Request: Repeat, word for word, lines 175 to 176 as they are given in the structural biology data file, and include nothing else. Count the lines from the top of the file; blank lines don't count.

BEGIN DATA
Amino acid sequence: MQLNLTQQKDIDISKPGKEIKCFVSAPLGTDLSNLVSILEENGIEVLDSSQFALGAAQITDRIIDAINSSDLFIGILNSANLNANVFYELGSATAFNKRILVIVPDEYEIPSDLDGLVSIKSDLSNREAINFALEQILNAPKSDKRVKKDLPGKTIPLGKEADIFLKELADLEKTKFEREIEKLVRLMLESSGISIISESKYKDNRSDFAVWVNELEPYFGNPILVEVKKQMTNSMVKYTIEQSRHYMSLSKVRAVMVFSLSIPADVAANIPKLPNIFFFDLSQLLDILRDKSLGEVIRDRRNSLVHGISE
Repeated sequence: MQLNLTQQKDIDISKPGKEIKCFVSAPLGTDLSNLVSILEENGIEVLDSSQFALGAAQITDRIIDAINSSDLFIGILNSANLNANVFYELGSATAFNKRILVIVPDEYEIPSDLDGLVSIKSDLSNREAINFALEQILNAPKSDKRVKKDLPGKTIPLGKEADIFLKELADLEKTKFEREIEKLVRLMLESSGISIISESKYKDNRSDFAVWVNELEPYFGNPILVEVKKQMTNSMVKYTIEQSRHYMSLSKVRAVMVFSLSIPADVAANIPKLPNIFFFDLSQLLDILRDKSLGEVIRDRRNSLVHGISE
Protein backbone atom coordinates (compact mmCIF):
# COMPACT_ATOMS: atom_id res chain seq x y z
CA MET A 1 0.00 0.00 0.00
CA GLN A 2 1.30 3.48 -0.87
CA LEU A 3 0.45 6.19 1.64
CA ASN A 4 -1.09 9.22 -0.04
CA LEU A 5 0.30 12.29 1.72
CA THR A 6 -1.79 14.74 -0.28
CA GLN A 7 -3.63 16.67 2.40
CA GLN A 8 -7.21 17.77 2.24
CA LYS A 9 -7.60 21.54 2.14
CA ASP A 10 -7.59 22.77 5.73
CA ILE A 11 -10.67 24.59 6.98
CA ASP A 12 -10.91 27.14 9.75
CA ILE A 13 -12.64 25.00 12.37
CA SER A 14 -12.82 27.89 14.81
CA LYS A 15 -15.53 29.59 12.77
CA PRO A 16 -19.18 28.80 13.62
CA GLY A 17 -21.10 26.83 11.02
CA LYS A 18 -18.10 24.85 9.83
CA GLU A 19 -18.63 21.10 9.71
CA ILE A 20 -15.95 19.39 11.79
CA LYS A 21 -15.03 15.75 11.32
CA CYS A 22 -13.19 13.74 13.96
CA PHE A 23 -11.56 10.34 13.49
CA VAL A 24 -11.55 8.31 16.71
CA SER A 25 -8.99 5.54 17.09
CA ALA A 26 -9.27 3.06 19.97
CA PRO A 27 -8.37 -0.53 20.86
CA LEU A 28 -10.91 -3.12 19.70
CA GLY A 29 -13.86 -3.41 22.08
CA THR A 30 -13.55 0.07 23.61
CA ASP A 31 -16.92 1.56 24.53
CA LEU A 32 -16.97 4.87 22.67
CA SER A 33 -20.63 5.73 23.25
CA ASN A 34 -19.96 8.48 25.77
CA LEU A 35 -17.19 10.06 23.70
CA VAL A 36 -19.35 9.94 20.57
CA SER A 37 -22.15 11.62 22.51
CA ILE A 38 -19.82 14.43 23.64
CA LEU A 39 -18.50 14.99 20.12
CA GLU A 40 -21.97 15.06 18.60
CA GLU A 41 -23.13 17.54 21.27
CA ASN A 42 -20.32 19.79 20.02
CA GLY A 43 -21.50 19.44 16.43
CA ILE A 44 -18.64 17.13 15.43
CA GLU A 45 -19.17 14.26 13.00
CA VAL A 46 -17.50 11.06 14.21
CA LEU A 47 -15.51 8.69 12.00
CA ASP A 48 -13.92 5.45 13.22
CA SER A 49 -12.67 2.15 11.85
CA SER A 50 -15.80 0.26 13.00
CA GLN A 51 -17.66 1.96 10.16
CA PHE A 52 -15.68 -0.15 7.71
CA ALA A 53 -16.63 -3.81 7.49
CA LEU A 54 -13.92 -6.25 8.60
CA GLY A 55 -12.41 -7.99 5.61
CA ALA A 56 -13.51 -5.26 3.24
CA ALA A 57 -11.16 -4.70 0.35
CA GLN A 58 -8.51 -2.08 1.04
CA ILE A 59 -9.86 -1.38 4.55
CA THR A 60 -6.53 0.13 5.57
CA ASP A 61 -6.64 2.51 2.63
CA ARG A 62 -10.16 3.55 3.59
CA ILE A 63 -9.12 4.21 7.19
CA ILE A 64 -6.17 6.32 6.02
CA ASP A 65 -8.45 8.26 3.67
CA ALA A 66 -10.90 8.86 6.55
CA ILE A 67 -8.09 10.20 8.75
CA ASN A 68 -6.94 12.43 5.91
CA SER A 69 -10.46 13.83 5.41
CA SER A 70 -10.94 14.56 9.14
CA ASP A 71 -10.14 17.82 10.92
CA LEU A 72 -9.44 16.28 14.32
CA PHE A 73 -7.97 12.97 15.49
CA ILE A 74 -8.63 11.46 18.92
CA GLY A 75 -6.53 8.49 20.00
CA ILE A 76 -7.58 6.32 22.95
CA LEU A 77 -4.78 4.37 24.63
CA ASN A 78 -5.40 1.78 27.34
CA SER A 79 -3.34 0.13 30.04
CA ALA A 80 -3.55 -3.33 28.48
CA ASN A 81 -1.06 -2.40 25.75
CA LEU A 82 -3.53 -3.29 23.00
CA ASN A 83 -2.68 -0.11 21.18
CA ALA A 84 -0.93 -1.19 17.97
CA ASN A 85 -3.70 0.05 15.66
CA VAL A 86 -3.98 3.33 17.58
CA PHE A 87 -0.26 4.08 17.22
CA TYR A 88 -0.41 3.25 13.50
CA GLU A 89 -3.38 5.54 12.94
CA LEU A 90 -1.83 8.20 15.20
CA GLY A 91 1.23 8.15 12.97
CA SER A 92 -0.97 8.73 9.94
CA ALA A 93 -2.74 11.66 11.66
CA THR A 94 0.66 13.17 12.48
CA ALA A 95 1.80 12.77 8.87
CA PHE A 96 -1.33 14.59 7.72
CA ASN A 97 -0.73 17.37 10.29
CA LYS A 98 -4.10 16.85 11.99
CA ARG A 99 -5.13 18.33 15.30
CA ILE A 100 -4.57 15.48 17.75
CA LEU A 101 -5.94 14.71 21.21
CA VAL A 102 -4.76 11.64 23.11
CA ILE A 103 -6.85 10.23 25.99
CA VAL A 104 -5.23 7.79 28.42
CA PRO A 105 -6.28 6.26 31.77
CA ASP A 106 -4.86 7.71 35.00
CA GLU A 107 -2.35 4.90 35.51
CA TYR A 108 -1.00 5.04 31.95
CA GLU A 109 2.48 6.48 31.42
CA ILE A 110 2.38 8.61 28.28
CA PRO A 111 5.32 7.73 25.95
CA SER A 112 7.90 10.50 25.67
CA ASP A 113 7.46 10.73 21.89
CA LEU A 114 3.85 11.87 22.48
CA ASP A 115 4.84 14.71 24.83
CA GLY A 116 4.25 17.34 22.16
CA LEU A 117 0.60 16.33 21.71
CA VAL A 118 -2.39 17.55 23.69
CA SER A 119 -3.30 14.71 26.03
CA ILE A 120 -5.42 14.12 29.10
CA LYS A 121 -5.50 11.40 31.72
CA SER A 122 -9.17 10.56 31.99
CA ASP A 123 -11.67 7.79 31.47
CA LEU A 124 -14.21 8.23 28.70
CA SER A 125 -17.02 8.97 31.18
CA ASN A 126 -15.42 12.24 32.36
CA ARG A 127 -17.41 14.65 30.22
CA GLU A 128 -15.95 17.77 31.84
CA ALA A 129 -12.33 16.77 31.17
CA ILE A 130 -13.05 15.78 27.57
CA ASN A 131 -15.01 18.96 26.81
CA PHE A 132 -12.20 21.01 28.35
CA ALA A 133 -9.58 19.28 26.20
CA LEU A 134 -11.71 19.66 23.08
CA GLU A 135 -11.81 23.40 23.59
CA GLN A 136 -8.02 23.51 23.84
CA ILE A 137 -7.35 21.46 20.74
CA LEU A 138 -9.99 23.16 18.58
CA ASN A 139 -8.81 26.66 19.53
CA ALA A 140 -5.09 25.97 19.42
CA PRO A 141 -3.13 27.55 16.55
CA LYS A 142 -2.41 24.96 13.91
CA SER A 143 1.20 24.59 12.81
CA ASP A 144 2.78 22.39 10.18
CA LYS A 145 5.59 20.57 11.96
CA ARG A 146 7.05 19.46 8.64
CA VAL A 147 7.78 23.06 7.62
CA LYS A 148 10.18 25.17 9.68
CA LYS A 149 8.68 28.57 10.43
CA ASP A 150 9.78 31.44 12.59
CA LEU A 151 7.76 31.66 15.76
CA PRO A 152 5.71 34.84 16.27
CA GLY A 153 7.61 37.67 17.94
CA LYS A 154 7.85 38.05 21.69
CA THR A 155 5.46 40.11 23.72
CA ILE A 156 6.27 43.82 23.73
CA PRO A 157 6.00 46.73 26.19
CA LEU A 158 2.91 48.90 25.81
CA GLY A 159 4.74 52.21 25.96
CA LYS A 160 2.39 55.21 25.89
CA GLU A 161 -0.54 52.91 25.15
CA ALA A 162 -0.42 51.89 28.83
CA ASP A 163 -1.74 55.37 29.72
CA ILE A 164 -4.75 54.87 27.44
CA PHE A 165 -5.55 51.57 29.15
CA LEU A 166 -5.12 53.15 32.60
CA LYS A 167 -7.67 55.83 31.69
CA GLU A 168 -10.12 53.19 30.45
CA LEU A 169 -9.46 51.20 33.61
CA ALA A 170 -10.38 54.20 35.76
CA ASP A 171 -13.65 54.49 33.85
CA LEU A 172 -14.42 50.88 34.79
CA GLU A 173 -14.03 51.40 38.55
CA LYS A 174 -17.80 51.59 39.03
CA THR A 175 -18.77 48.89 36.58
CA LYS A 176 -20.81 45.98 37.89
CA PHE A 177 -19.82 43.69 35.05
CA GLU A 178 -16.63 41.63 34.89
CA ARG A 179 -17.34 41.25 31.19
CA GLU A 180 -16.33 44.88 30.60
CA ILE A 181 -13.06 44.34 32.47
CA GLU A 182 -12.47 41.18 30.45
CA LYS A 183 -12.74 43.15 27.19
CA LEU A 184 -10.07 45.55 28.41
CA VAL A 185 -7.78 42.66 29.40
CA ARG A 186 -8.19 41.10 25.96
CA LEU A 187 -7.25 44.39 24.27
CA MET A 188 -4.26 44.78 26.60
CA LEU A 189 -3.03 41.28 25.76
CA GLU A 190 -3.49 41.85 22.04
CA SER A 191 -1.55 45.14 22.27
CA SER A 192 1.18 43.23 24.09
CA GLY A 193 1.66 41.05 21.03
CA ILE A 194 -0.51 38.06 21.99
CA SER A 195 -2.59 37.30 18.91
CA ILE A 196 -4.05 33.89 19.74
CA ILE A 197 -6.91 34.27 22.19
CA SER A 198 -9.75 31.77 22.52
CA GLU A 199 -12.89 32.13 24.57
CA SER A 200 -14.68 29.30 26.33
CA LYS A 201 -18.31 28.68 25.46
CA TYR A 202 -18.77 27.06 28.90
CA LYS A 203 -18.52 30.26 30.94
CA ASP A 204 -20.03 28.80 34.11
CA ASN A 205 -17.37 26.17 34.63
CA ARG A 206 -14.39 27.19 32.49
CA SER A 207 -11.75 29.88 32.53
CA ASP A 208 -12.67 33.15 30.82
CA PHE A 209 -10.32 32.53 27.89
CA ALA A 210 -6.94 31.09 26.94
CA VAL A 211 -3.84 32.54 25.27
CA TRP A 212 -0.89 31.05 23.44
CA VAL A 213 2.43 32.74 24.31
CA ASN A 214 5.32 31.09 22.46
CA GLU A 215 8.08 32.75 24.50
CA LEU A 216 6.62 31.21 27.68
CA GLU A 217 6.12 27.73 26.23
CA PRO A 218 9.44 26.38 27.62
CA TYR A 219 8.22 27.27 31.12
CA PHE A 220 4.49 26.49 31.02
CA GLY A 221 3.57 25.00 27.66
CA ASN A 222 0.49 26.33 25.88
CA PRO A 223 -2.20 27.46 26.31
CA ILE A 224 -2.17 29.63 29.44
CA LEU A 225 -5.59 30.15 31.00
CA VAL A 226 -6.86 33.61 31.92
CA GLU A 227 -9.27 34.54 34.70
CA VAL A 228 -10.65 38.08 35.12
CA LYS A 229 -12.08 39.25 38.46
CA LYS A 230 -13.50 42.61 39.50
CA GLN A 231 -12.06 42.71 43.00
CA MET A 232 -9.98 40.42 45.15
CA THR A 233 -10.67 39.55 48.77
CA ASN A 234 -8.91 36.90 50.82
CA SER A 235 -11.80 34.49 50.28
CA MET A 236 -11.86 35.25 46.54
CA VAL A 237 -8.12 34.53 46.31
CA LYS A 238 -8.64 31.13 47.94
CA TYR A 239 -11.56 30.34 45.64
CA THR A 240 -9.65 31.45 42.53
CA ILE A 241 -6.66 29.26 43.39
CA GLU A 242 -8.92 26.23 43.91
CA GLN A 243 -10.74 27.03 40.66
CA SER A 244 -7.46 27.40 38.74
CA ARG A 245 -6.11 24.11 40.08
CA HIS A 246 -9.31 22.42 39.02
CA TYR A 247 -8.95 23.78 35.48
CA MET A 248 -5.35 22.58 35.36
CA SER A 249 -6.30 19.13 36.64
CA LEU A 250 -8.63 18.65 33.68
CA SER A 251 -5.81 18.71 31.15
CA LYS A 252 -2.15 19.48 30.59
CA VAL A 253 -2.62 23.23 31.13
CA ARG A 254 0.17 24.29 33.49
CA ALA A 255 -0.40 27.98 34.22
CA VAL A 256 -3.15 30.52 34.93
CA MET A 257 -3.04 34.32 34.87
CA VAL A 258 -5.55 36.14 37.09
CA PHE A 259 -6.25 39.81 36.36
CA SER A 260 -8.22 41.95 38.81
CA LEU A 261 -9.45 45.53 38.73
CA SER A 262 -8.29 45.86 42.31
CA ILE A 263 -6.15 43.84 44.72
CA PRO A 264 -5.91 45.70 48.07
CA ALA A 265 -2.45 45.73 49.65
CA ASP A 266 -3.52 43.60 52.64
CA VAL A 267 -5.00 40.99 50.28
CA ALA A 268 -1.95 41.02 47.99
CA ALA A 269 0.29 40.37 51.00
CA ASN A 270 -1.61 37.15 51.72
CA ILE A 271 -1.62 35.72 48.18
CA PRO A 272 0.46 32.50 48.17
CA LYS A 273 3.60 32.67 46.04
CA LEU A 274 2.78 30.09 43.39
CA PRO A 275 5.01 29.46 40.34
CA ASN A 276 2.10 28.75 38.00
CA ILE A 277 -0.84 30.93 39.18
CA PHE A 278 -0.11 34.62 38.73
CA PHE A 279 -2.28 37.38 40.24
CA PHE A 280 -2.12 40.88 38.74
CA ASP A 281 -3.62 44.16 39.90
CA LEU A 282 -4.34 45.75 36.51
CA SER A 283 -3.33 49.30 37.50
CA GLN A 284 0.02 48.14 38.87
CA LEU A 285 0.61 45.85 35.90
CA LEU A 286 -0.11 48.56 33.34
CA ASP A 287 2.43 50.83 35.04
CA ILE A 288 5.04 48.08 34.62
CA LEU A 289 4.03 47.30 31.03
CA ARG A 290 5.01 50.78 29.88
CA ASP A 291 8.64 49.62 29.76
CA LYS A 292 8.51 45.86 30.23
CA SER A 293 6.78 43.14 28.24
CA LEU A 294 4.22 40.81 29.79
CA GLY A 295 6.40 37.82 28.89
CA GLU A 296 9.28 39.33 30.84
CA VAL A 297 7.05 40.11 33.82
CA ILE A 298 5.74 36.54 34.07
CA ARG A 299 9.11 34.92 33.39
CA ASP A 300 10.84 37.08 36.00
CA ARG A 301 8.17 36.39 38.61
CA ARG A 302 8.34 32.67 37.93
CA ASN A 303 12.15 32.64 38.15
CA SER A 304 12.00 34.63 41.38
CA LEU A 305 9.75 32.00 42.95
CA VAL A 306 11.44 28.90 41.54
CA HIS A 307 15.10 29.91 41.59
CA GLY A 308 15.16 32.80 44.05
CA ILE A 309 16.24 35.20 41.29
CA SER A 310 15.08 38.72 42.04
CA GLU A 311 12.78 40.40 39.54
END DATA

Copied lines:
CA ASP A 171 -13.65 54.49 33.85
CA LEU A 172 -14.42 50.88 34.79